Litigation First : the European Union condemned for excessive length of proceedings before the EU General Court

European Union flag on gavel isolated on white.On 23 February 2006, the companies Gascogne Sack Deutschland and Gascogne brought an action before the General Court of the European Union, seeking an annulment of a European Commission decision imposing fines in the amount of €13.2 million for their participation in a cartel in the industrial bags sector. The General Court took almost 70 months to render its judgments in this case, i.e. about twice as long as the average in this type of matter, while Gascogne had to bear the cost of the bank guarantees and legal interest accruing on the fine until the end of the proceedings. The Court of Justice of the European Union upheld the General Court’s judgments, acknowledged the existence of a damage resulting from the unreasonable length of the proceeding and referred the applicants to the General Court for the assessment of the damage.

On 10 January 2016, the General Court delivered its judgment recognizing its own fault and ordering the European Union to redress the damage suffered.

The Court considered that there was a violation of the right to have a case heard within a reasonable time, within the meaning of the Charter of Fundamental Rights of the European Union, since the length of the proceedings, i.e. five years and nine months, could not be justified by any of the circumstances specific to those cases. Furthermore, the Court found that Gascogne suffered losses as a result of the costs it had incurred under the bank guarantee issued for the benefit of the European Commission, which constituted actual and certain pecuniary damage. Finally, the Court noted that if the proceedings had not exceeded the reasonable period of judgment, Gascogne would not have had to pay the bank guarantee fee during the period corresponding to that excess. It therefore found there to be a causal link between the conduct of the General Court and the damage in question.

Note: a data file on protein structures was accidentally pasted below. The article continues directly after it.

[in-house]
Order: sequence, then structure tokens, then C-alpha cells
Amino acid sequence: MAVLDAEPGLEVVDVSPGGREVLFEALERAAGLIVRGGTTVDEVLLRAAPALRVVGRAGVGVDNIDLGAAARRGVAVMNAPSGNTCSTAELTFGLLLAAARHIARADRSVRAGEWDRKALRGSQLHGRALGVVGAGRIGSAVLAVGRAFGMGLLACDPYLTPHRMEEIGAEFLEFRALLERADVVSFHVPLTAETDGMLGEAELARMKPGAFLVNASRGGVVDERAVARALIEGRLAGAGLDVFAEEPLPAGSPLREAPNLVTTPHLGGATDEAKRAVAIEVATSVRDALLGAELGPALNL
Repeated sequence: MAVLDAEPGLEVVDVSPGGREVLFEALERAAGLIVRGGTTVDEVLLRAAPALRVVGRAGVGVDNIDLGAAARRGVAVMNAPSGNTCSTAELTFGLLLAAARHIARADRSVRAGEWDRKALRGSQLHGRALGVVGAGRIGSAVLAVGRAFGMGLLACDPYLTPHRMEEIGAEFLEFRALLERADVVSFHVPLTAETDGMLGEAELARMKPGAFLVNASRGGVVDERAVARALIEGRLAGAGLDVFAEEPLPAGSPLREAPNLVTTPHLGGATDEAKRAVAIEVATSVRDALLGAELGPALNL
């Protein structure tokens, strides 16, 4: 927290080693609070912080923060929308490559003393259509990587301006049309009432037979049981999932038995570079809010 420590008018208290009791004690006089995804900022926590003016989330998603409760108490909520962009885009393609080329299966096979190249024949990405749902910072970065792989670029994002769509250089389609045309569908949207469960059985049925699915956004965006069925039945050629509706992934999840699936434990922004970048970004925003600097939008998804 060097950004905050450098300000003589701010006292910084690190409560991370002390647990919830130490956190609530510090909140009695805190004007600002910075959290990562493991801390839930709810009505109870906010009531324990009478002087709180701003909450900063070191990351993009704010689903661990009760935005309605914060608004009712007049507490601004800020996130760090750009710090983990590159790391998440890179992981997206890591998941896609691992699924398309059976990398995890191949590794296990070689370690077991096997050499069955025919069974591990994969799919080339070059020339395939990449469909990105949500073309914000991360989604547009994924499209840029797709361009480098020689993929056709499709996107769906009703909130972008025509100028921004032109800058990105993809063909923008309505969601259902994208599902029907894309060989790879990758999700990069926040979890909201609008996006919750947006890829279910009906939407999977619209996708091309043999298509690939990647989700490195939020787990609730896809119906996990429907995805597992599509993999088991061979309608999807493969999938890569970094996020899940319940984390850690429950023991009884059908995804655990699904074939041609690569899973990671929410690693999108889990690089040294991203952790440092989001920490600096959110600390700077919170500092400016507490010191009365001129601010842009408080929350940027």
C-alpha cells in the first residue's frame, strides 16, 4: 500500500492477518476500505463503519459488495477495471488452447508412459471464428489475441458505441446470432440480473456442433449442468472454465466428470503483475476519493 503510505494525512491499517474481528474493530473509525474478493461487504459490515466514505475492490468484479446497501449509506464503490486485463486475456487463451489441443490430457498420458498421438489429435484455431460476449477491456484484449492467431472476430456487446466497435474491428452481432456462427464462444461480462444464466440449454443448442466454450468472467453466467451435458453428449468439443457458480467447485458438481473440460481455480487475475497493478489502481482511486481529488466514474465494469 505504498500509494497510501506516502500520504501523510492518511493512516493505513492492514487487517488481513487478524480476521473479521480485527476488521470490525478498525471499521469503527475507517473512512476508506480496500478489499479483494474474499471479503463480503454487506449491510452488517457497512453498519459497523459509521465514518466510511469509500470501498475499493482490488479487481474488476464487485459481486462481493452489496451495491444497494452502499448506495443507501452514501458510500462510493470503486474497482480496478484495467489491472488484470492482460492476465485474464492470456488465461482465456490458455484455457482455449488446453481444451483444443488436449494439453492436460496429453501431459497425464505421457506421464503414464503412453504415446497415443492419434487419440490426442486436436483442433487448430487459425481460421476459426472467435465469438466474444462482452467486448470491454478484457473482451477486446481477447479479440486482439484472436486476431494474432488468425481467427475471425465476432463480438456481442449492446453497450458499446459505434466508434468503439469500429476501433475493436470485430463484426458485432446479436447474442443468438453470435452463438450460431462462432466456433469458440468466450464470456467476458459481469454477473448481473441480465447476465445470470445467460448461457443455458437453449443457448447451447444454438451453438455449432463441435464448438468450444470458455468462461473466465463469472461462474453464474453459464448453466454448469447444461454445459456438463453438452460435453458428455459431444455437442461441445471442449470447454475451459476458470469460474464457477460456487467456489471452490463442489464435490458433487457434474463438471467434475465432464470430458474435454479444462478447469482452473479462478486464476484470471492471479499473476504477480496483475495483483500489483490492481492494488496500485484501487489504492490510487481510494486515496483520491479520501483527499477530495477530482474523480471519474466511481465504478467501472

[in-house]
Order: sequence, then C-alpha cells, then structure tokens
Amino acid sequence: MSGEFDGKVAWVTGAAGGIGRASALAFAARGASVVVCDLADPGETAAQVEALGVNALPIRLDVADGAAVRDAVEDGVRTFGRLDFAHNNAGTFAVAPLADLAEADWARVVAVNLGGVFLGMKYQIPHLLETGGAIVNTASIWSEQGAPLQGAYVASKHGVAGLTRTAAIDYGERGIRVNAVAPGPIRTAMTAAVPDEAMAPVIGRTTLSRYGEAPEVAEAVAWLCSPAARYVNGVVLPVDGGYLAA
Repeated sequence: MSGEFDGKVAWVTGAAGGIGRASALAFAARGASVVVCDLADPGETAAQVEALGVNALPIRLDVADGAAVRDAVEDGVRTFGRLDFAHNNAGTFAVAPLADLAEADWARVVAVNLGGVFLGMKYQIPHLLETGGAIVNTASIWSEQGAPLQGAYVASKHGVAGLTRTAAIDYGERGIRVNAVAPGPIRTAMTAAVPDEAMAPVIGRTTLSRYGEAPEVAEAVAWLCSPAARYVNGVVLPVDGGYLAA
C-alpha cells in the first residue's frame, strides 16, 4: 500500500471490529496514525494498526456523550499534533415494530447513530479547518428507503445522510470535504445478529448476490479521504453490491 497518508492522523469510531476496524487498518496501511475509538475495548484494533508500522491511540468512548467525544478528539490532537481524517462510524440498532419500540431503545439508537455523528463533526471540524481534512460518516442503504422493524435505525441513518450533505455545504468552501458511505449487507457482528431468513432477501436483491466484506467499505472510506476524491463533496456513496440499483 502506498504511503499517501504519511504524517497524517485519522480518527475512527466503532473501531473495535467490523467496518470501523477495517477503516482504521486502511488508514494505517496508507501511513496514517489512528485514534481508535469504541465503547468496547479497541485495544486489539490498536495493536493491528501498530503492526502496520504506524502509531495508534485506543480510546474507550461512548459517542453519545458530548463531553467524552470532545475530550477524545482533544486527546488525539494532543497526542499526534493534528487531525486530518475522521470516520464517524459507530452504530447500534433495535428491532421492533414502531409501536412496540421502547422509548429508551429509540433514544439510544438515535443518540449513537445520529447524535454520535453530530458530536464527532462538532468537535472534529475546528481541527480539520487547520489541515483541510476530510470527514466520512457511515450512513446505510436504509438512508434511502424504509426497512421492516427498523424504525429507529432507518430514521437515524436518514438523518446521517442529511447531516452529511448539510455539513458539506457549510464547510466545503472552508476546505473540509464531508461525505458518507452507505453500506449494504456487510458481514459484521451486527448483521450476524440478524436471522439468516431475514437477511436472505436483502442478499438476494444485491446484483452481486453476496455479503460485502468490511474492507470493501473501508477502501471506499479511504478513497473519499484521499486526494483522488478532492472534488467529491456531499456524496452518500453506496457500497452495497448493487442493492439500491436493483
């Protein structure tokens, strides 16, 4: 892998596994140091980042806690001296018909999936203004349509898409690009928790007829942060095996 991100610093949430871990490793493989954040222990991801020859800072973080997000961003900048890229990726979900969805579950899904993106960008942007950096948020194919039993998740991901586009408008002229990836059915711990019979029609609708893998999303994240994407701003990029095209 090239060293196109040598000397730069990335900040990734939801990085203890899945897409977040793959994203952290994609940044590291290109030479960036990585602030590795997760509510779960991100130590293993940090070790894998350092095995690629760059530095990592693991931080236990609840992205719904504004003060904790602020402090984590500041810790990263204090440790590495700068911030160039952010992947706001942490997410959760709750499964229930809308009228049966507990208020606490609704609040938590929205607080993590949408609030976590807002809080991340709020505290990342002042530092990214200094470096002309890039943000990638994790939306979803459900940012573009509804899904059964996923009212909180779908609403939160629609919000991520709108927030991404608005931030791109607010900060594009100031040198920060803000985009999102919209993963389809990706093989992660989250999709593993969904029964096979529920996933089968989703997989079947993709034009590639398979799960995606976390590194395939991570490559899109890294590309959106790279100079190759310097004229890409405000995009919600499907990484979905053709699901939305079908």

Consequently, the Court awarded Gascogne an indemnity of €47,064.33 for the material damage suffered.

Concerning non-material damage, the Court recognized only the damage caused by the uncertainty in which the applicants were placed, which went beyond the uncertainty usually caused by judicial proceedings. However, in order to ensure that the compensation would not call into question the amount of the fine initially imposed on the applicants, the Court limited this compensation to an indemnity of €5,000 per company.

The Court dismissed all of Gascogne’s and Gascogne Sack’s other claims.

While this is the first time such a ruling has been rendered against the Court itself, the amount of the compensation granted should limit the expectations of potential applicants who find themselves in similar situations. The reform of the General Court, which will double the number of judges, should also clearly shorten the length of proceedings and thus protect the European Union from any accusations of slowness for the coming years. 

See also :
European Legal Watch n° 23


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